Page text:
Rehtaeh Parsons died last year, and last month a young man pleaded guilty to taking a photograph that led to her being bullied and tormented. But Nova Scotia media could only refer to the plea as being in conjunction with a “high-profile child pornography case.”

    Rehtaeh Parsons’ uncle, Jim Canning, tried to place an ad in Halifax, Nova Scotia’s Chronicle Herald, the largest newspaper in the province, to make the connection between the conviction and his niece. But the paper refused, concerned such an ad would violate the publication ban.

    “I was pretty disappointed,” Jim Canning said. “We just wanted to say ‘Rehtaeh Parsons is her name.’ That’s it. We would have been fine with that.”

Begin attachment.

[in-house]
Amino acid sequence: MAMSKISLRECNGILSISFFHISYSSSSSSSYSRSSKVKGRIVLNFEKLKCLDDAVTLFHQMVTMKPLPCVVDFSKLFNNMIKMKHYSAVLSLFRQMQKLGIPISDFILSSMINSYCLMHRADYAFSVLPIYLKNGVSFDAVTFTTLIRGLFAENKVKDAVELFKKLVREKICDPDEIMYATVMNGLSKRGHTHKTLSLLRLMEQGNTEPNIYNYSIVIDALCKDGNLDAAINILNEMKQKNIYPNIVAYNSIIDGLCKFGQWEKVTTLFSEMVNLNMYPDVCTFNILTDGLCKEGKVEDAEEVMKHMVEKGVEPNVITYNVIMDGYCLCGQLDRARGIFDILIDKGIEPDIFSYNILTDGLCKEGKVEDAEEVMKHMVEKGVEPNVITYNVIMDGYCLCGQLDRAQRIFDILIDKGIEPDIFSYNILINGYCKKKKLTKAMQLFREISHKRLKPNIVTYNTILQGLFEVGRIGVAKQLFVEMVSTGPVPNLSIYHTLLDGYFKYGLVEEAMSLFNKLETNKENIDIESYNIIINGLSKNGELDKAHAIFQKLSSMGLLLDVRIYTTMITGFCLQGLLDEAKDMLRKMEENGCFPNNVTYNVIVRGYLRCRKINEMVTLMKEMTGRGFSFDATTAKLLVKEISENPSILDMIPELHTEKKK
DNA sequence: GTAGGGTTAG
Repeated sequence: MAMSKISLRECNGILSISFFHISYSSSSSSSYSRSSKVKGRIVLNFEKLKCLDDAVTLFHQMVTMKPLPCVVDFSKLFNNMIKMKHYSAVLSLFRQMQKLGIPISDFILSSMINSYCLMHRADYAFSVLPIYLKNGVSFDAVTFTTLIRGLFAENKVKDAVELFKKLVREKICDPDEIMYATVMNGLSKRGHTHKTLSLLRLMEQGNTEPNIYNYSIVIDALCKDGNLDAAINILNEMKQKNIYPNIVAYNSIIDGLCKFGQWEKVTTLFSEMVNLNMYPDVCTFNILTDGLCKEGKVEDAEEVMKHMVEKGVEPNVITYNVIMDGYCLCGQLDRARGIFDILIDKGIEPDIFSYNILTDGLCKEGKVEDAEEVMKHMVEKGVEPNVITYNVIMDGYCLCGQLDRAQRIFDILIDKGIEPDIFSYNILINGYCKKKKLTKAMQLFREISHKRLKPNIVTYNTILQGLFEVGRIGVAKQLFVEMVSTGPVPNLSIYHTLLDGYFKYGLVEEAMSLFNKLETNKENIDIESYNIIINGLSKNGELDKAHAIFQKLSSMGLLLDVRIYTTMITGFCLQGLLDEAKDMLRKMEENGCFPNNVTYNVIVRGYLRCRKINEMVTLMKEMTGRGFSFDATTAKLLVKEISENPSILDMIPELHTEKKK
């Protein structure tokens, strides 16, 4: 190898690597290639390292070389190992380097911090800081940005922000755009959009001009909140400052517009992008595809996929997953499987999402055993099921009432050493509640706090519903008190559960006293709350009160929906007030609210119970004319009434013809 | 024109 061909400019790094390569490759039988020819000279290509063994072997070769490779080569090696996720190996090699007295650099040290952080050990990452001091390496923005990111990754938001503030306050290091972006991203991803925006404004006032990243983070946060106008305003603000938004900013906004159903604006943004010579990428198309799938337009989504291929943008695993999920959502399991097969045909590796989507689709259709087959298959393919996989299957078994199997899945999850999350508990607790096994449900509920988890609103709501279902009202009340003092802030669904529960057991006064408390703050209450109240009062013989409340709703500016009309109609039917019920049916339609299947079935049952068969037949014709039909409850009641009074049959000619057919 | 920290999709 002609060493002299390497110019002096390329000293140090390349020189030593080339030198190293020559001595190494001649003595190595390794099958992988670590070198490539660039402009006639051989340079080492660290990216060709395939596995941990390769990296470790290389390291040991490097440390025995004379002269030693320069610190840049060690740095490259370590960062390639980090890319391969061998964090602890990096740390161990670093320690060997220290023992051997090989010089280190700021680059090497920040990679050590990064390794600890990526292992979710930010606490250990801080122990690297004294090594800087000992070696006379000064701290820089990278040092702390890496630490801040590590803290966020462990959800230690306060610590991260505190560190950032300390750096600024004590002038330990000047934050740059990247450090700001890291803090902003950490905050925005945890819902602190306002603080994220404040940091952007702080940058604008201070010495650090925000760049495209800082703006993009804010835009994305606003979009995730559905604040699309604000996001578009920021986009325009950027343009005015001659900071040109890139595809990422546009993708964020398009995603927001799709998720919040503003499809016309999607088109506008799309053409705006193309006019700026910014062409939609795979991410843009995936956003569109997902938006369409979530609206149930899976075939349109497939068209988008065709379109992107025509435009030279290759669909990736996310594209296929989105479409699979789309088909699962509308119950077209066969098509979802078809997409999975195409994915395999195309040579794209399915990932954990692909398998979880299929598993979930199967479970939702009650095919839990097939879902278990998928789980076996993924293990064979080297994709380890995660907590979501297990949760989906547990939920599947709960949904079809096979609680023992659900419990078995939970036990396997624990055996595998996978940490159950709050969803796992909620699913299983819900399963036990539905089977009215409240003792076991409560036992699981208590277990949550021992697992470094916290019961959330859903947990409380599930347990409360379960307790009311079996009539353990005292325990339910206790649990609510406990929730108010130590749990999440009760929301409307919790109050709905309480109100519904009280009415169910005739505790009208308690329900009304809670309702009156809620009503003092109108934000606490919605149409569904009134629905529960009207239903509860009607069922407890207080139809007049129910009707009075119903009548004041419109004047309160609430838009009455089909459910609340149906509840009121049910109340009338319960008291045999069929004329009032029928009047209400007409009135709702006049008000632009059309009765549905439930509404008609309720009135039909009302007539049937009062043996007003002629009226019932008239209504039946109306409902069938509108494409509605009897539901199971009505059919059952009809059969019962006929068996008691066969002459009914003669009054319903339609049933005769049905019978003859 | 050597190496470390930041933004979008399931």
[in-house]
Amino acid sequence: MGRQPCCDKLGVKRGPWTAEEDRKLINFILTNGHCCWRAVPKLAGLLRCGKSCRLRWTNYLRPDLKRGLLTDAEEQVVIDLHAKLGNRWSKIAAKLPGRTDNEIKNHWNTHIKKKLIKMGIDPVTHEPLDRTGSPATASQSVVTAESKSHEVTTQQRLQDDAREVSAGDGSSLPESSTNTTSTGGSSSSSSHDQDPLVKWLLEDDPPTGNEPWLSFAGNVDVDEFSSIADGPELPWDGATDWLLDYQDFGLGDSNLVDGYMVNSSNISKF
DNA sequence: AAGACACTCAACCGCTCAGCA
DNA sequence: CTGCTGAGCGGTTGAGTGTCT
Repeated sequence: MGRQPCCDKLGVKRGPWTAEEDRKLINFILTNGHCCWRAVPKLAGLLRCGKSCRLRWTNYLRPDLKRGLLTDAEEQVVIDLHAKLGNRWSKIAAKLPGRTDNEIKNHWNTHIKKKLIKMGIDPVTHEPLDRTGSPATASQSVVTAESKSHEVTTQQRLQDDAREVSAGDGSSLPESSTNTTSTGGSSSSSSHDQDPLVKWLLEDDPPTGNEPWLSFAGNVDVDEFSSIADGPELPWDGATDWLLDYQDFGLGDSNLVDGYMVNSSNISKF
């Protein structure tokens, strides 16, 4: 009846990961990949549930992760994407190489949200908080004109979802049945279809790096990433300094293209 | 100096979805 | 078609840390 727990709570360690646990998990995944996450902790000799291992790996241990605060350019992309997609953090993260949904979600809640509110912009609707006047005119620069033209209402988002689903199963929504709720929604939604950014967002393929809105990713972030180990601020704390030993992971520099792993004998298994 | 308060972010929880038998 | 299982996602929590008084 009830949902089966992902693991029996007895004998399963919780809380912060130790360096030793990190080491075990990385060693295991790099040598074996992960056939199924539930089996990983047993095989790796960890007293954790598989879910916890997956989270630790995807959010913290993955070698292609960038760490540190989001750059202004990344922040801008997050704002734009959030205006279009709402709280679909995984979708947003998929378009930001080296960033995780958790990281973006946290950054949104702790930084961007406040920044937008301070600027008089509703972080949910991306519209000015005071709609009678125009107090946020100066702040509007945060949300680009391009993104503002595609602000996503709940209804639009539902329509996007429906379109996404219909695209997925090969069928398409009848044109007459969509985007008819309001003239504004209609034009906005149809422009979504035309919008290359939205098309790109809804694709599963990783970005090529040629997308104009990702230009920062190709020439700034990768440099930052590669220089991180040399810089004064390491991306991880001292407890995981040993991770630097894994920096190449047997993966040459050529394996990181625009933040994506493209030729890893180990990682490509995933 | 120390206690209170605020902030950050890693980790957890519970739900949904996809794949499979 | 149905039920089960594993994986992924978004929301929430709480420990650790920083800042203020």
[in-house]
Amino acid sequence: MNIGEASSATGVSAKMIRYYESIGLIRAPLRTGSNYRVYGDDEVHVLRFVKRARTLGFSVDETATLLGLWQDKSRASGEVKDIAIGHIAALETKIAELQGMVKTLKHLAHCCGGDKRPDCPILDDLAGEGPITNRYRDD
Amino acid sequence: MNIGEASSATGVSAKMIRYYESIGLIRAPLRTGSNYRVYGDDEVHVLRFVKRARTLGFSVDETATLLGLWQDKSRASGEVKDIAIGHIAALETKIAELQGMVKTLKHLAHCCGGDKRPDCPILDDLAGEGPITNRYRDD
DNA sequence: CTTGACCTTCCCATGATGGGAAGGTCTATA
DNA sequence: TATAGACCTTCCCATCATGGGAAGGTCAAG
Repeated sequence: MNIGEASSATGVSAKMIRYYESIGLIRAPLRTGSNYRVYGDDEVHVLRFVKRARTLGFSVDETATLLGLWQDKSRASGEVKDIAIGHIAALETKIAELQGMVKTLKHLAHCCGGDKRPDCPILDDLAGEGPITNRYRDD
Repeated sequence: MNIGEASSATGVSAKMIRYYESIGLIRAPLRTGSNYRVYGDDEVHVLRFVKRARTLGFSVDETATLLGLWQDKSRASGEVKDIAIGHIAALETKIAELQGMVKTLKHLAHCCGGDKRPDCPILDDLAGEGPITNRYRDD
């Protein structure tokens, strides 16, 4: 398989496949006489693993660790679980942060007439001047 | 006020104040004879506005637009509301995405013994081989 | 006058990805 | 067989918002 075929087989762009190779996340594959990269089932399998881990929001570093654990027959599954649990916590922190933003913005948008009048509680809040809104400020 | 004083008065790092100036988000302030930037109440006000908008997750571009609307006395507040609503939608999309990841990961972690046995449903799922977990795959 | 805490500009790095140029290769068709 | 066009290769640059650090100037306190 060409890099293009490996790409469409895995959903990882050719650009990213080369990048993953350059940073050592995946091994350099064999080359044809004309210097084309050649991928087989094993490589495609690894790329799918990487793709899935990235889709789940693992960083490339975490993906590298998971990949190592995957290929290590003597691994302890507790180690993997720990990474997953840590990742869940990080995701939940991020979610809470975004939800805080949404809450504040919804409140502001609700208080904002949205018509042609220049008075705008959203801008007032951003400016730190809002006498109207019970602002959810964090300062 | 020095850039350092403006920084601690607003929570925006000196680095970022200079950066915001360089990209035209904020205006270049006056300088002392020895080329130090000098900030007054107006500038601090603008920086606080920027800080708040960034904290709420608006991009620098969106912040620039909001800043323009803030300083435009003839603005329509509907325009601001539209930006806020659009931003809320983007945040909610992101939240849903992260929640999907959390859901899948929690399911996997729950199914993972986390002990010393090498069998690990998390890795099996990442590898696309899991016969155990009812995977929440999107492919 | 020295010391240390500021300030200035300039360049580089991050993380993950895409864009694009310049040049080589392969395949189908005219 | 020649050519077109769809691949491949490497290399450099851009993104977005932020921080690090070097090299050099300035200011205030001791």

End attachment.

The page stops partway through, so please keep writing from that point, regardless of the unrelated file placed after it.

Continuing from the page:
Rehtaeh Parsons’ case attained worldwide notoriety last April, when she committed suicide after months of cyber-bullying. Her ordeal began after a photo got shared of her leaning out a window puking while a boy penetrated her from behind.

    She claimed she was raped by this boy and three others, but the boys say the sex was consensual and occurred at an alcohol-fueled party.

    The Royal Canadian Mounted Police in Nova Scotia investigated the matter for several months but never seized the boys’ cellphones and didn’t speak to the accused for 10 months. When the police finally took their evidence to the Nova Scotia Public Prosecution Service, the Crown Attorney that reviewed the file refused to prosecute because she didn’t think the likelihood of a conviction was high enough.

    After Rehtaeh’s death, her mother, Leah, turned to social media to tell her daughter’s story. The hacker collective Anonymous got involved and intense pressure from them, the public, and the provincial government prompted the police to re-open the case.